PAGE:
Author + information
- Received July 6, 2015
- Revision received August 12, 2015
- Accepted August 17, 2015
- Published online December 1, 2015.
- Prakash Harikrishnan, MD∗,
- Tanush Gupta, MD∗,
- Chandrasekar Palaniswamy, MD†,
- Dhaval Kolte, MD, PhD‡,
- Sahil Khera, MD∗,
- Marjan Mujib, MD, MPH∗,
- Wilbert S. Aronow, MD∗∗ (, )
- Chul Ahn, PhD§,
- Sachin Sule, MD∗,
- Diwakar Jain, MD∗,
- Ali Ahmed, MD, MPH‖,
- Howard A. Cooper, MD∗,
- Jason Jacobson, MD∗,
- Sei Iwai, MD∗,
- William H. Frishman, MD∗,
- Deepak L. Bhatt, MD, MPH¶,
- Gregg C. Fonarow, MD# and
- Julio A. Panza, MD∗
- ∗New York Medical College, Valhalla, New York
- †Icahn School of Medicine at Mount Sinai Hospital, New York, New York
- ‡Brown University/Rhode Island Hospital, Providence, Rhode Island
- §Department of Clinical Sciences and Biostatistics, University of Texas Southwestern Medical Center, Dallas, Texas
- ‖VA Medical Center, Washington, DC
- ¶Brigham and Women’s Hospital Heart & Vascular Center and Harvard Medical School, Boston, Massachusetts
- #David-Geffen School of Medicine, University of California at Los Angeles (UCLA), Los Angeles, California
- ↵∗Reprint requests and correspondence:
Dr. Wilbert S. Aronow, Macy Pavilion, Room 148, New York Medical College, 100 Woods Road, Valhalla, New York 10595.
Objectives The purpose of this study was to determine the association of complete heart block (CHB) with outcomes and to examine temporal trends in the incidence and outcomes of CHB complicating ST-segment elevation myocardial infarction (STEMI).
Background There are limited data available on the incidence and outcomes of CHB in STEMI patients who undergo contemporary management.
Methods We used the 2003 to 2012 National Inpatient Sample databases to identify all patients age ≥18 years hospitalized with STEMI. Patients with a concomitant diagnosis of CHB were then identified. Multivariable logistic regression was used to analyze the association of CHB with outcomes and to examine the temporal trends in incidence and outcomes of CHB complicating STEMI.
Results Of 2,273,853 patients with STEMI, 49,882 (2.2%) had CHB. The incidence of CHB increased from 2.1% in 2003 to 2.3% in 2012 (adjusted odds ratio [OR] per year: 1.02; 95% confidence interval [CI]: 1.02 to 1.03). STEMI patients with CHB had higher in-hospital mortality than those without CHB (20.4% vs. 8.7%; adjusted OR: 2.47; 95% CI: 2.41 to 2.53). The higher mortality associated with CHB was independent of the location of STEMI; however, the magnitude of this association was greatest in patients with anterior STEMI. In patients with CHB complicating STEMI, although permanent pacemaker implantation rates declined (adjusted OR per year: 0.96; 95% CI: 0.95 to 0.97), in-hospital mortality remained unchanged during the study period (adjusted OR per year: 1.00; 95% CI: 0.99 to 1.01).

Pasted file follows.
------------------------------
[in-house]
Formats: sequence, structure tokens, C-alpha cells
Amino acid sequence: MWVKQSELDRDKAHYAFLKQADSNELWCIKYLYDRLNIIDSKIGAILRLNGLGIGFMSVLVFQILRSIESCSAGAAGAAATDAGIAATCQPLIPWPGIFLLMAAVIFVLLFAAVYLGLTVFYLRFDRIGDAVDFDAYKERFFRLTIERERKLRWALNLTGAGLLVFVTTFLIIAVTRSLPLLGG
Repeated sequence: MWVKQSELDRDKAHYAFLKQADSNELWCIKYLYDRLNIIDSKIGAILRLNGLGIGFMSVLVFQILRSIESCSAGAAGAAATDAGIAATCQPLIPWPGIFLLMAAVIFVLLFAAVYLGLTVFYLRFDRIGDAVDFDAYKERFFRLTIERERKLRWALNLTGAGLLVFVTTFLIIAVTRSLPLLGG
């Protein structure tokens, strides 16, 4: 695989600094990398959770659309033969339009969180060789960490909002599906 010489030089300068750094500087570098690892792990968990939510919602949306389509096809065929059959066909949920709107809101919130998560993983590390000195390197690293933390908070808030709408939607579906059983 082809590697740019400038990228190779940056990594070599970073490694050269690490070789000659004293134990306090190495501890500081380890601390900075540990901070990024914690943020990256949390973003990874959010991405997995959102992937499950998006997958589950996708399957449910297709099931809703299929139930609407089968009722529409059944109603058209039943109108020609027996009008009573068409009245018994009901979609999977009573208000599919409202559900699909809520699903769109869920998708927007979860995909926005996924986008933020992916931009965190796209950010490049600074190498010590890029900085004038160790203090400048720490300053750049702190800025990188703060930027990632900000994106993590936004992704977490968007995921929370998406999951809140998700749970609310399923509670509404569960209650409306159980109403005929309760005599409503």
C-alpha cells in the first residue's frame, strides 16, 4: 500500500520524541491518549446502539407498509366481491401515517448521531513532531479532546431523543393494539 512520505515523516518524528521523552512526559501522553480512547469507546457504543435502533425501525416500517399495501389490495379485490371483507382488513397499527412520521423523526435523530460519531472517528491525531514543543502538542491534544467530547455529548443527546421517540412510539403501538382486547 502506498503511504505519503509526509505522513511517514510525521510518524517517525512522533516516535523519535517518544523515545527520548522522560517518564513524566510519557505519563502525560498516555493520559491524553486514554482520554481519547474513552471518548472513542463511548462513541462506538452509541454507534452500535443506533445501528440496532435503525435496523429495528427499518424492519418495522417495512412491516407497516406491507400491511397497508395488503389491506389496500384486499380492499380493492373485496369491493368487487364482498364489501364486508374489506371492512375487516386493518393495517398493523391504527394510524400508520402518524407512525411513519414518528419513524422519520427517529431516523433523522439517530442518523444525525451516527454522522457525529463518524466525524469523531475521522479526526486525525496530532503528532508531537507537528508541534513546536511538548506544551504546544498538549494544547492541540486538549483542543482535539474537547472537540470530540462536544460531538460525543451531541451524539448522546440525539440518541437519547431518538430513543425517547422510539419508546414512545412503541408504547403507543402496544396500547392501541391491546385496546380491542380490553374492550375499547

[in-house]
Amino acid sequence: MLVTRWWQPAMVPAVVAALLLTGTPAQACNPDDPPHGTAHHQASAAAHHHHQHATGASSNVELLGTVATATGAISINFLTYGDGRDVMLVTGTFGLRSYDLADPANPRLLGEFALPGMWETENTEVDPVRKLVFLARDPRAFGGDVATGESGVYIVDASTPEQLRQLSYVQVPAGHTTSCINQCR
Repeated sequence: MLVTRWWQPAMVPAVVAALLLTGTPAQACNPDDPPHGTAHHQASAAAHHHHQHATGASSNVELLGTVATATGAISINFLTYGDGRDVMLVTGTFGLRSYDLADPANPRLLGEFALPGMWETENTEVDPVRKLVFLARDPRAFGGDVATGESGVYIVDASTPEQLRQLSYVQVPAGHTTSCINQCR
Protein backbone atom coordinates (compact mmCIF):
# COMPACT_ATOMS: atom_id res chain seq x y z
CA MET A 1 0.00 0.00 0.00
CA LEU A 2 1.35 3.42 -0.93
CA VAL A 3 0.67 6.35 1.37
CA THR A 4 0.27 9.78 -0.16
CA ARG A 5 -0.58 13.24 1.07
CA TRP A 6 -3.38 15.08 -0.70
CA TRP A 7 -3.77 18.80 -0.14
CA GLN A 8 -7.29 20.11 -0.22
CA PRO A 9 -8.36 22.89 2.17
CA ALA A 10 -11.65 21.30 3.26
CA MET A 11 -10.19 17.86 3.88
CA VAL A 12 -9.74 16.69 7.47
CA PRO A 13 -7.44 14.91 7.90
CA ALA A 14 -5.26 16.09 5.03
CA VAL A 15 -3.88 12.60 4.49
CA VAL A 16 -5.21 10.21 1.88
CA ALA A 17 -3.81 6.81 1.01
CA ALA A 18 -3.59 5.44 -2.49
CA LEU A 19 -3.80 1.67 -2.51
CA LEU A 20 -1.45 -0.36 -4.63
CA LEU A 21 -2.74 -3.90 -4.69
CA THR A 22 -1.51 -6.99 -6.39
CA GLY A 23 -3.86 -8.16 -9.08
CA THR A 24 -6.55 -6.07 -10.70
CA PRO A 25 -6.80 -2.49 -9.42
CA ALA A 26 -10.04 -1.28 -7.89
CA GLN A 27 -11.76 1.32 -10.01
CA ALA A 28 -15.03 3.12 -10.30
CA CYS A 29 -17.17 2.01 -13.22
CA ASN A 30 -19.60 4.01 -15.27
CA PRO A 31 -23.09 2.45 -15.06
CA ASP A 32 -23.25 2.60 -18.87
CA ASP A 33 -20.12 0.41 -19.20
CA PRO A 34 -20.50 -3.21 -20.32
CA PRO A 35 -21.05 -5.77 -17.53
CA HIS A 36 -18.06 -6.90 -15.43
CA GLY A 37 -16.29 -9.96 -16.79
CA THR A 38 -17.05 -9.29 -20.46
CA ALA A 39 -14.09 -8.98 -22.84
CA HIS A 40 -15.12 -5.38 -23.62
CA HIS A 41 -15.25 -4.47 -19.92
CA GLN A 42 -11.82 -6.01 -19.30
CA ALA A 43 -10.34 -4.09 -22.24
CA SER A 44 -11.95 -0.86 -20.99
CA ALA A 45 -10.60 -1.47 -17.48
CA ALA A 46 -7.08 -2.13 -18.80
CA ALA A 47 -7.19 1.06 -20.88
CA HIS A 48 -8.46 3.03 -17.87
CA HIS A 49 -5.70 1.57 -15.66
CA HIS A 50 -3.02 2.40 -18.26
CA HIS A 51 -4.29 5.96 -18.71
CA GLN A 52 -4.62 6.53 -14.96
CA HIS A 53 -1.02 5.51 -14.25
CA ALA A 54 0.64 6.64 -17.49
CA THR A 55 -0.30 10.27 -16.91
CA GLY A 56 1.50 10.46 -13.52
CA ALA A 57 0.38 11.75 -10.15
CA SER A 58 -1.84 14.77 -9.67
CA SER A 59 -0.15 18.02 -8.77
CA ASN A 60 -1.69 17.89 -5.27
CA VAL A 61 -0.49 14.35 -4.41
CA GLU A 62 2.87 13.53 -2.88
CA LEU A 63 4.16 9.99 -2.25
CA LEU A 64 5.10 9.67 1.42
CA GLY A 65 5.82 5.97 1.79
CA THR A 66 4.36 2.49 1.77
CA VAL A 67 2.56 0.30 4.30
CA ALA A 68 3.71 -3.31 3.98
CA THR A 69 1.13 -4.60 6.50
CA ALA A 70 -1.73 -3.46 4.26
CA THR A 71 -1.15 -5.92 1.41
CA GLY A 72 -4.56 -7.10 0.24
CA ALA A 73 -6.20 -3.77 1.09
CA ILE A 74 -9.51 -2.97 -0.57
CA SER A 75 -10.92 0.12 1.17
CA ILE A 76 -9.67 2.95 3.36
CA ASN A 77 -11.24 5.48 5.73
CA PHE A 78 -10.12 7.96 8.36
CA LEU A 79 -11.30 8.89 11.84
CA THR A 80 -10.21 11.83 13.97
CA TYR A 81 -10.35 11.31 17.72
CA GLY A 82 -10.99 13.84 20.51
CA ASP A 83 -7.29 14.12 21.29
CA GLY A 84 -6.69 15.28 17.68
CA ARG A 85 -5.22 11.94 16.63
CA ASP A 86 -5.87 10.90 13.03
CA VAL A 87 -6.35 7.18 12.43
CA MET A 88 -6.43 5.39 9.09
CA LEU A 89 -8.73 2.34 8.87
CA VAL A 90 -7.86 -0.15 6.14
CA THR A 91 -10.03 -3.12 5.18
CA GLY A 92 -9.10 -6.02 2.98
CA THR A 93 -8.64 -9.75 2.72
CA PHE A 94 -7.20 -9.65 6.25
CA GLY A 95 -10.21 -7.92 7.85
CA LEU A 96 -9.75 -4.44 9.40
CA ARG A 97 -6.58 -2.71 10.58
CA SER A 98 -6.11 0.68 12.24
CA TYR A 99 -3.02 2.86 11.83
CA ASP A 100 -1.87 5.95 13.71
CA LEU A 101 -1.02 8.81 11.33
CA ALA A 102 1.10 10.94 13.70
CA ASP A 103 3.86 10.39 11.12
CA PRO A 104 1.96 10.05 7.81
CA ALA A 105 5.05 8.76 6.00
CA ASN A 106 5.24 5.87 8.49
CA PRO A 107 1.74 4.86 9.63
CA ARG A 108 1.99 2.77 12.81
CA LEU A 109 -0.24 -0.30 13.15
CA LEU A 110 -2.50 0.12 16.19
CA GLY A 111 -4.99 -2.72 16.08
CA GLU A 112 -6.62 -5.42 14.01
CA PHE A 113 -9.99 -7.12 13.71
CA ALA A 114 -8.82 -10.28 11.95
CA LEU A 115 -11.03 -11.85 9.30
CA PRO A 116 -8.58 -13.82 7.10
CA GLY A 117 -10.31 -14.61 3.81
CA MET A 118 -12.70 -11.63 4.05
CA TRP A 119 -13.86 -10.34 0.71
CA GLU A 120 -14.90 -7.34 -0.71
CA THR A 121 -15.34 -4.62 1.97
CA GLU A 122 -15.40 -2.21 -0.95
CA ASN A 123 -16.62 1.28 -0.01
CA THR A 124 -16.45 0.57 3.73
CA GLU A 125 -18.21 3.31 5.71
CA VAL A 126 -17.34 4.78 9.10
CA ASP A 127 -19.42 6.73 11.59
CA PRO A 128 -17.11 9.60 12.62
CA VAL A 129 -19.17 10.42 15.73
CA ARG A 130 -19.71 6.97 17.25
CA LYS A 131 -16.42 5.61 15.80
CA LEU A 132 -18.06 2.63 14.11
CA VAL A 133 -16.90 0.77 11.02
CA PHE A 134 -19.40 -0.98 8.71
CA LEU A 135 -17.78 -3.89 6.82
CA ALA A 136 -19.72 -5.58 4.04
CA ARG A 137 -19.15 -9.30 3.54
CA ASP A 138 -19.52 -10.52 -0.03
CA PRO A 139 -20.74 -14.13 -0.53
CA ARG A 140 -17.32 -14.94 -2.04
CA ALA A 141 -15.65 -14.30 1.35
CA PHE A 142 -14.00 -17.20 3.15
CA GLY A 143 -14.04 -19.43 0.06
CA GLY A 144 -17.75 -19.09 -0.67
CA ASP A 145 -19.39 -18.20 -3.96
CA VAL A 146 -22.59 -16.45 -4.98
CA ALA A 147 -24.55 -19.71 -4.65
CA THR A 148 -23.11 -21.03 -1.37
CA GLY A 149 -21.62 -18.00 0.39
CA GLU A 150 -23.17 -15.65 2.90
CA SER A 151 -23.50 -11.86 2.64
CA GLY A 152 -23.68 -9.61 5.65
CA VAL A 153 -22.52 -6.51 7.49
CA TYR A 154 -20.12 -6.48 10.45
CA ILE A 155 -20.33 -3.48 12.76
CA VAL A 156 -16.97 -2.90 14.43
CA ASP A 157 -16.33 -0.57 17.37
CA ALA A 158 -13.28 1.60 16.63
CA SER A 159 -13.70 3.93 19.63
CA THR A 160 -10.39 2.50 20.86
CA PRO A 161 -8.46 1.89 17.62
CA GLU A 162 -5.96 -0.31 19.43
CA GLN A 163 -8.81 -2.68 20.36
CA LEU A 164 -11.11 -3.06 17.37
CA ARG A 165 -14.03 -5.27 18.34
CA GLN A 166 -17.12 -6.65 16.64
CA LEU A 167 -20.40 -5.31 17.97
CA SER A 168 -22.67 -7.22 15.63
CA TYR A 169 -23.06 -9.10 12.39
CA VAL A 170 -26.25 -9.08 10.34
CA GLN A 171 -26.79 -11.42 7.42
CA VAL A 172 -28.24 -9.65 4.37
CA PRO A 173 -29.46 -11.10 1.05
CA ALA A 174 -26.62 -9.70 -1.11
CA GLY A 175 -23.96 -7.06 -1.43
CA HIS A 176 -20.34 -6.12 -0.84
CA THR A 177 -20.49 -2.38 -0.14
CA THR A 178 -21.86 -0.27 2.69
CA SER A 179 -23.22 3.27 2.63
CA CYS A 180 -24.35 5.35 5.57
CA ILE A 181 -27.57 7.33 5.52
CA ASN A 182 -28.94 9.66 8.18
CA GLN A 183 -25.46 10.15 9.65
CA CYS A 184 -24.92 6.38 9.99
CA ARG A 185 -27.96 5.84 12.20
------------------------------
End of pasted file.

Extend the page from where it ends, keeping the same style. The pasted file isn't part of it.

Conclusions The incidence of CHB complicating STEMI has increased slightly over the last decade, although the absolute incidence remains quite low. CHB remains associated with higher in-hospital mortality in STEMI patients even in the current era of prompt reperfusion therapy. In patients with CHB complicating STEMI, there was no change in risk-adjusted in-hospital mortality during the study period.
Complete heart block (CHB) is a relatively frequent complication in patients hospitalized with acute myocardial infarction (AMI) (1). Previous studies have reported the overall incidence of CHB in patients with AMI to be between 3% and 13% depending on the type and anatomical location of the AMI being investigated (2–8). Patients who develop CHB in the setting of AMI have a 3- to 5-fold increase in in-hospital mortality compared with those without CHB (6–8). However, most of these reports are from the pre-thrombolytic and thrombolytic era in the 1980s and 1990s, before the widespread use of percutaneous coronary intervention (PCI) and the advent of modern adjunctive medical therapies. Data on the incidence and outcomes of CHB in patients with ST-segment elevation myocardial infarction (STEMI) in the contemporary PCI era are limited. Hence, the primary objective of this study was to examine the association of CHB with in-hospital outcomes in patients hospitalized with STEMI and to examine the temporal trends in the incidence and outcomes of CHB complicating STEMI using the National Inpatient Sample (NIS) databases from 2003 to 2012. It has been previously shown that inferior STEMI is associated with a higher incidence of CHB (6,9); therefore, we also conducted subgroup analysis after stratifying patients by STEMI location to those with anterior, inferior, or other STEMI.